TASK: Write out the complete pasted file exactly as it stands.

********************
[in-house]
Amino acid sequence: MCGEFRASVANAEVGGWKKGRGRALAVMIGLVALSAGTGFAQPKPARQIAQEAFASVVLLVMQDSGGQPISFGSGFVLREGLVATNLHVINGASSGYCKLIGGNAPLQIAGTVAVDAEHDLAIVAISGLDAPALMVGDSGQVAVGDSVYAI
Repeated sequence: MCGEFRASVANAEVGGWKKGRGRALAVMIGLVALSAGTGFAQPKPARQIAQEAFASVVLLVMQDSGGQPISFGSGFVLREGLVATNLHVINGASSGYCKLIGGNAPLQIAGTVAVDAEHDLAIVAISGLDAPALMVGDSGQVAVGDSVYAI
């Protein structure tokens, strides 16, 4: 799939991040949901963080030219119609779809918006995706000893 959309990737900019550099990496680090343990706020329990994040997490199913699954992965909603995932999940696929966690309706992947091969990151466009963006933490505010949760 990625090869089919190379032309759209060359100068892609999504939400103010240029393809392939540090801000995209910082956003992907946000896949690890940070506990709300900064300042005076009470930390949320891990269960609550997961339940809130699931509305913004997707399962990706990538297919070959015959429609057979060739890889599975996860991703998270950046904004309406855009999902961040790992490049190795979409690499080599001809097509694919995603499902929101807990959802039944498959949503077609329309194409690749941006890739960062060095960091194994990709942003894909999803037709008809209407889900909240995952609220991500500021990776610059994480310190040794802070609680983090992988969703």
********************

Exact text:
[in-house]
Amino acid sequence: MCGEFRASVANAEVGGWKKGRGRALAVMIGLVALSAGTGFAQPKPARQIAQEAFASVVLLVMQDSGGQPISFGSGFVLREGLVATNLHVINGASSGYCKLIGGNAPLQIAGTVAVDAEHDLAIVAISGLDAPALMVGDSGQVAVGDSVYAI
Repeated sequence: MCGEFRASVANAEVGGWKKGRGRALAVMIGLVALSAGTGFAQPKPARQIAQEAFASVVLLVMQDSGGQPISFGSGFVLREGLVATNLHVINGASSGYCKLIGGNAPLQIAGTVAVDAEHDLAIVAISGLDAPALMVGDSGQVAVGDSVYAI
């Protein structure tokens, strides 16, 4: 799939991040949901963080030219119609779809918006995706000893 959309990737900019550099990496680090343990706020329990994040997490199913699954992965909603995932999940696929966690309706992947091969990151466009963006933490505010949760 990625090869089919190379032309759209060359100068892609999504939400103010240029393809392939540090801000995209910082956003992907946000896949690890940070506990709300900064300042005076009470930390949320891990269960609550997961339940809130699931509305913004997707399962990706990538297919070959015959429609057979060739890889599975996860991703998270950046904004309406855009999902961040790992490049190795979409690499080599001809097509694919995603499902929101807990959802039944498959949503077609329309194409690749941006890739960062060095960091194994990709942003894909999803037709008809209407889900909240995952609220991500500021990776610059994480310190040794802070609680983090992988969703």